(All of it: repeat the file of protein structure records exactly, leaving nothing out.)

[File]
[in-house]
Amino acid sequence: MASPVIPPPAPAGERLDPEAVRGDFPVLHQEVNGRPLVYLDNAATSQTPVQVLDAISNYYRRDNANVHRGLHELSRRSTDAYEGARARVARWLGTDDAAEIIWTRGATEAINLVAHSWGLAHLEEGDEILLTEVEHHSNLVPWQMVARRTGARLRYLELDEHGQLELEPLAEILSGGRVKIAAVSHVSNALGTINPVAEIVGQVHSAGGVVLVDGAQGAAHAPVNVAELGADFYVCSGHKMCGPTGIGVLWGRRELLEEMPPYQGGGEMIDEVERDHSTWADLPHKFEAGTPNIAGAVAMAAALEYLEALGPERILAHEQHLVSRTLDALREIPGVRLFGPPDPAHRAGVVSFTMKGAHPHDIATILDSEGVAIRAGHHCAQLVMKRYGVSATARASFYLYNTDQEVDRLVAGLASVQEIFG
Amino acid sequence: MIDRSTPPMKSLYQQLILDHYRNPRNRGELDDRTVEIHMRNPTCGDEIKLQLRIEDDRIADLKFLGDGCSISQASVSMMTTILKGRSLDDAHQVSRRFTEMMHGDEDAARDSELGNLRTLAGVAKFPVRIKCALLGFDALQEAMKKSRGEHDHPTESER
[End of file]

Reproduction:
[in-house]
Amino acid sequence: MASPVIPPPAPAGERLDPEAVRGDFPVLHQEVNGRPLVYLDNAATSQTPVQVLDAISNYYRRDNANVHRGLHELSRRSTDAYEGARARVARWLGTDDAAEIIWTRGATEAINLVAHSWGLAHLEEGDEILLTEVEHHSNLVPWQMVARRTGARLRYLELDEHGQLELEPLAEILSGGRVKIAAVSHVSNALGTINPVAEIVGQVHSAGGVVLVDGAQGAAHAPVNVAELGADFYVCSGHKMCGPTGIGVLWGRRELLEEMPPYQGGGEMIDEVERDHSTWADLPHKFEAGTPNIAGAVAMAAALEYLEALGPERILAHEQHLVSRTLDALREIPGVRLFGPPDPAHRAGVVSFTMKGAHPHDIATILDSEGVAIRAGHHCAQLVMKRYGVSATARASFYLYNTDQEVDRLVAGLASVQEIFG
Amino acid sequence: MIDRSTPPMKSLYQQLILDHYRNPRNRGELDDRTVEIHMRNPTCGDEIKLQLRIEDDRIADLKFLGDGCSISQASVSMMTTILKGRSLDDAHQVSRRFTEMMHGDEDAARDSELGNLRTLAGVAKFPVRIKCALLGFDALQEAMKKSRGEHDHPTESER